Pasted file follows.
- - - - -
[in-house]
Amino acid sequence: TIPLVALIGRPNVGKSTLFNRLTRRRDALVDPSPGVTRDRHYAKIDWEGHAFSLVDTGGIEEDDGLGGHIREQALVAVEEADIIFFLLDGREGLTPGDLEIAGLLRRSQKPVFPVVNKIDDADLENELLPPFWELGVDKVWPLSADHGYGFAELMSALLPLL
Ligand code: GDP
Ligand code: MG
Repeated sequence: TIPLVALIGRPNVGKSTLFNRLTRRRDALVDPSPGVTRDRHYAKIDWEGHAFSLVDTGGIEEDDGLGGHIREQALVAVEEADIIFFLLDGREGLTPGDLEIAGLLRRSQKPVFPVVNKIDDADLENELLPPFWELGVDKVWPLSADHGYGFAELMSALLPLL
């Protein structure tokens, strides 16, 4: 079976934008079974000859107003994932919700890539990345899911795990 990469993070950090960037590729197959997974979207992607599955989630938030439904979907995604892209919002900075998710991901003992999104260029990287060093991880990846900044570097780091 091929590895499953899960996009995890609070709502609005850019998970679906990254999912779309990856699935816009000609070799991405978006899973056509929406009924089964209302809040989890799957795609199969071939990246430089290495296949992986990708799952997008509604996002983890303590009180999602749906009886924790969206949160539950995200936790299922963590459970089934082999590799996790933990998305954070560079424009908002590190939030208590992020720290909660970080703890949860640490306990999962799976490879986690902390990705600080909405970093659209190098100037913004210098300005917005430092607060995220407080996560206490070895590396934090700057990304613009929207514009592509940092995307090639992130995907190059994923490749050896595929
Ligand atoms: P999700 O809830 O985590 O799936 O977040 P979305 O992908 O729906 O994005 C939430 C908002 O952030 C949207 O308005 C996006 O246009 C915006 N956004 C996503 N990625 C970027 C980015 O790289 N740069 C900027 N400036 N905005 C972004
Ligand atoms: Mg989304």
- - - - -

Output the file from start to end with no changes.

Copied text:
[in-house]
Amino acid sequence: TIPLVALIGRPNVGKSTLFNRLTRRRDALVDPSPGVTRDRHYAKIDWEGHAFSLVDTGGIEEDDGLGGHIREQALVAVEEADIIFFLLDGREGLTPGDLEIAGLLRRSQKPVFPVVNKIDDADLENELLPPFWELGVDKVWPLSADHGYGFAELMSALLPLL
Ligand code: GDP
Ligand code: MG
Repeated sequence: TIPLVALIGRPNVGKSTLFNRLTRRRDALVDPSPGVTRDRHYAKIDWEGHAFSLVDTGGIEEDDGLGGHIREQALVAVEEADIIFFLLDGREGLTPGDLEIAGLLRRSQKPVFPVVNKIDDADLENELLPPFWELGVDKVWPLSADHGYGFAELMSALLPLL
């Protein structure tokens, strides 16, 4: 079976934008079974000859107003994932919700890539990345899911795990 990469993070950090960037590729197959997974979207992607599955989630938030439904979907995604892209919002900075998710991901003992999104260029990287060093991880990846900044570097780091 091929590895499953899960996009995890609070709502609005850019998970679906990254999912779309990856699935816009000609070799991405978006899973056509929406009924089964209302809040989890799957795609199969071939990246430089290495296949992986990708799952997008509604996002983890303590009180999602749906009886924790969206949160539950995200936790299922963590459970089934082999590799996790933990998305954070560079424009908002590190939030208590992020720290909660970080703890949860640490306990999962799976490879986690902390990705600080909405970093659209190098100037913004210098300005917005430092607060995220407080996560206490070895590396934090700057990304613009929207514009592509940092995307090639992130995907190059994923490749050896595929
Ligand atoms: P999700 O809830 O985590 O799936 O977040 P979305 O992908 O729906 O994005 C939430 C908002 O952030 C949207 O308005 C996006 O246009 C915006 N956004 C996503 N990625 C970027 C980015 O790289 N740069 C900027 N400036 N905005 C972004
Ligand atoms: Mg989304």